Sue Robb of 4Children talks to Julie Laughton and Alison Britton from the Department for Education about the role of childminders in delivering the 30 hours free entitlement.
The National Audit Office (NAO) has warned that a lack of planning and funding has undermined the care sector to the extent that it can no longer fill key posts.
Its report, The adult social care workforce in England, claims that the Department of Health and Social Care is not doing enough to support a sustainable social care workforce as the number of people working in care is not meeting the country’s growing care demands.
There are around 1.34 million jobs in the adult social care sector in England, across more than 20,300 organisations, but the turnover rate of care staff has been increasing since 2012-13 and in 2016-17 reached 27.8 per cent. One in 11 nursing posts was vacant, after the numbers working in the sector fell by 8,000 to 43,000 in the past four years.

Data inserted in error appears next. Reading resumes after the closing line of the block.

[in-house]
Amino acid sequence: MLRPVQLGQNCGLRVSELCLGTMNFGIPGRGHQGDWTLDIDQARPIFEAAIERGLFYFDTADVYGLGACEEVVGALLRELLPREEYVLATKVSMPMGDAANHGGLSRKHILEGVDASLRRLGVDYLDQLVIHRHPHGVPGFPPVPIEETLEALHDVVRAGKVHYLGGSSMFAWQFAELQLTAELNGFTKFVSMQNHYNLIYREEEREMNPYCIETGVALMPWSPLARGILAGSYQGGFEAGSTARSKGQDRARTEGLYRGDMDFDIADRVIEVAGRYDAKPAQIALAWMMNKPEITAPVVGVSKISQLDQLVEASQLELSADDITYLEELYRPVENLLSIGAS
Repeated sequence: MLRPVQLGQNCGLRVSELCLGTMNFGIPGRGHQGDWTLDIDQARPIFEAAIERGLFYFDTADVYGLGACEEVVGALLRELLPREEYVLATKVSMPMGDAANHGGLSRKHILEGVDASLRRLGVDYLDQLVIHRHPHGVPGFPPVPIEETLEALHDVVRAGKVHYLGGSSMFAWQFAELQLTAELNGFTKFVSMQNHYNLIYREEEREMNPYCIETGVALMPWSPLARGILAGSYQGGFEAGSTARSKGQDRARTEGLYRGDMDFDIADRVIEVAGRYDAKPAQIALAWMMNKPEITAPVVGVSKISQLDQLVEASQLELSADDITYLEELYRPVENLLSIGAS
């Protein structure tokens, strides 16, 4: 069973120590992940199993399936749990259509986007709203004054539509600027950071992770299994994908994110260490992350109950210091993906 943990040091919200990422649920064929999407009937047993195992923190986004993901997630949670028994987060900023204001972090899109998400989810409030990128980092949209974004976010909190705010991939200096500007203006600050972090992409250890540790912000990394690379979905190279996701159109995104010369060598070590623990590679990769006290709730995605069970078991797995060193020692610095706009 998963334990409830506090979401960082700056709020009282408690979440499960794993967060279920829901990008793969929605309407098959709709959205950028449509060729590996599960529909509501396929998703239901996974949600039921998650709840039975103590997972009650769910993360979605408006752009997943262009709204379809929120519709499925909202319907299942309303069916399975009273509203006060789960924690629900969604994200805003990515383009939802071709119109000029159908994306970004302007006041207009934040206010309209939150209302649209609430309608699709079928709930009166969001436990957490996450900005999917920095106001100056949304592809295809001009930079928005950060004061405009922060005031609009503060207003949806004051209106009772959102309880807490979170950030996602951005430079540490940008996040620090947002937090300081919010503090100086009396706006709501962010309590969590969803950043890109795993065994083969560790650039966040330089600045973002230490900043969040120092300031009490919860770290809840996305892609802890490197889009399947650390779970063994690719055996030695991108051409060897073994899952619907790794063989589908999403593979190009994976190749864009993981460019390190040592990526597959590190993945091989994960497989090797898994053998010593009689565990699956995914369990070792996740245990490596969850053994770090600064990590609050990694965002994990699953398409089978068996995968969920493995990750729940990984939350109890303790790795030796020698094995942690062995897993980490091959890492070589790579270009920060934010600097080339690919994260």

Furthermore, the vacancy rate in 2016-17 for jobs across social care was 6.6 per cent, much higher than the national average of 2.5 per cent. In terms of wages, approximately half of care workers were paid £7.50 per hour or below last year, which translates roughly to £14,625 annually.
The problem is exasperated by the figures which show that local authorities spent 5.3 per cent less on care in 2016-17 compared with 2010-11, with spending expected to reduce further over the next two years due to continued government funding cuts and increased financial pressures on local authorities.
Amyas Morse, head of the NAO, said: “Social care cannot continue as a Cinderella service – without a valued and rewarded workforce, adult social care cannot fulfil its crucial role of supporting elderly and vulnerable people in society. Pressures and demands on the health and social care systems are increasing, so the Department needs to respond quickly to this challenge by giving the sector the attention it deserves and needs, instead of falling short and not delivering value for money.”
The government intends to publish a green paper on reforming care for older people by summer 2018.
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